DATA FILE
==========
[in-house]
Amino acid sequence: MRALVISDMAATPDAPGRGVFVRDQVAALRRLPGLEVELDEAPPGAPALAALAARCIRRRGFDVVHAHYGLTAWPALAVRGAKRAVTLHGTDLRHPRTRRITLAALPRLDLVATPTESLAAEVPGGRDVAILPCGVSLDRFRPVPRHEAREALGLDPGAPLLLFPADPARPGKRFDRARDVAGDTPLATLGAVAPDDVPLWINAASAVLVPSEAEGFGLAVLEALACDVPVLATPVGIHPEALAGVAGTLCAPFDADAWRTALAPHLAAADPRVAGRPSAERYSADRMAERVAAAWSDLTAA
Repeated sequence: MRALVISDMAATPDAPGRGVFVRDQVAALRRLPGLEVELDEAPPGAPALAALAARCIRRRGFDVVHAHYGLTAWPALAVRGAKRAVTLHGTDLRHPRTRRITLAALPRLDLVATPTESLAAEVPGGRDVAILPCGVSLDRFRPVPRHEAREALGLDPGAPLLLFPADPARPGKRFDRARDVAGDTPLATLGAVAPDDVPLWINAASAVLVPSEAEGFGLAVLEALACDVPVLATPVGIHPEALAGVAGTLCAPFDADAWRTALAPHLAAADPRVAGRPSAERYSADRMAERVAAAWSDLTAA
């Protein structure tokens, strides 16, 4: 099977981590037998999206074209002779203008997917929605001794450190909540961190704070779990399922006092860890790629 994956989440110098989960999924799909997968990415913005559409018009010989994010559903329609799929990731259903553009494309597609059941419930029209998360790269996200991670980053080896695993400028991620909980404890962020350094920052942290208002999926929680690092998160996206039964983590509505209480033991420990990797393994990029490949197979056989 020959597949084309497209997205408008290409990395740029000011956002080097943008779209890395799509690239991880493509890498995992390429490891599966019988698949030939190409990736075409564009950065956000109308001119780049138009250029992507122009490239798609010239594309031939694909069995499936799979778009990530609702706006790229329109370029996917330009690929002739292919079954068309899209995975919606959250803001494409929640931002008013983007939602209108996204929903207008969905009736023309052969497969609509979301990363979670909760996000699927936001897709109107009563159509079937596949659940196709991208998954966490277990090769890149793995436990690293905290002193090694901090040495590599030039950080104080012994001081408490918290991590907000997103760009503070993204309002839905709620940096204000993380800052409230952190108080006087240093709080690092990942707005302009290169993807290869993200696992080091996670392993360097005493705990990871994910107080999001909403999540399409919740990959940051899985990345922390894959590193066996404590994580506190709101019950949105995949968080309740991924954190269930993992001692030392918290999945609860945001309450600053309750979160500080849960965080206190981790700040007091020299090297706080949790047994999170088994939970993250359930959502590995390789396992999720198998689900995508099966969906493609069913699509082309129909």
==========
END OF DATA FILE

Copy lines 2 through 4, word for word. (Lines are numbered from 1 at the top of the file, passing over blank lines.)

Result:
Amino acid sequence: MRALVISDMAATPDAPGRGVFVRDQVAALRRLPGLEVELDEAPPGAPALAALAARCIRRRGFDVVHAHYGLTAWPALAVRGAKRAVTLHGTDLRHPRTRRITLAALPRLDLVATPTESLAAEVPGGRDVAILPCGVSLDRFRPVPRHEAREALGLDPGAPLLLFPADPARPGKRFDRARDVAGDTPLATLGAVAPDDVPLWINAASAVLVPSEAEGFGLAVLEALACDVPVLATPVGIHPEALAGVAGTLCAPFDADAWRTALAPHLAAADPRVAGRPSAERYSADRMAERVAAAWSDLTAA
Repeated sequence: MRALVISDMAATPDAPGRGVFVRDQVAALRRLPGLEVELDEAPPGAPALAALAARCIRRRGFDVVHAHYGLTAWPALAVRGAKRAVTLHGTDLRHPRTRRITLAALPRLDLVATPTESLAAEVPGGRDVAILPCGVSLDRFRPVPRHEAREALGLDPGAPLLLFPADPARPGKRFDRARDVAGDTPLATLGAVAPDDVPLWINAASAVLVPSEAEGFGLAVLEALACDVPVLATPVGIHPEALAGVAGTLCAPFDADAWRTALAPHLAAADPRVAGRPSAERYSADRMAERVAAAWSDLTAA
């Protein structure tokens, strides 16, 4: 099977981590037998999206074209002779203008997917929605001794450190909540961190704070779990399922006092860890790629 994956989440110098989960999924799909997968990415913005559409018009010989994010559903329609799929990731259903553009494309597609059941419930029209998360790269996200991670980053080896695993400028991620909980404890962020350094920052942290208002999926929680690092998160996206039964983590509505209480033991420990990797393994990029490949197979056989 020959597949084309497209997205408008290409990395740029000011956002080097943008779209890395799509690239991880493509890498995992390429490891599966019988698949030939190409990736075409564009950065956000109308001119780049138009250029992507122009490239798609010239594309031939694909069995499936799979778009990530609702706006790229329109370029996917330009690929002739292919079954068309899209995975919606959250803001494409929640931002008013983007939602209108996204929903207008969905009736023309052969497969609509979301990363979670909760996000699927936001897709109107009563159509079937596949659940196709991208998954966490277990090769890149793995436990690293905290002193090694901090040495590599030039950080104080012994001081408490918290991590907000997103760009503070993204309002839905709620940096204000993380800052409230952190108080006087240093709080690092990942707005302009290169993807290869993200696992080091996670392993360097005493705990990871994910107080999001909403999540399409919740990959940051899985990345922390894959590193066996404590994580506190709101019950949105995949968080309740991924954190269930993992001692030392918290999945609860945001309450600053309750979160500080849960965080206190981790700040007091020299090297706080949790047994999170088994939970993250359930959502590995390789396992999720198998689900995508099966969906493609069913699509082309129909």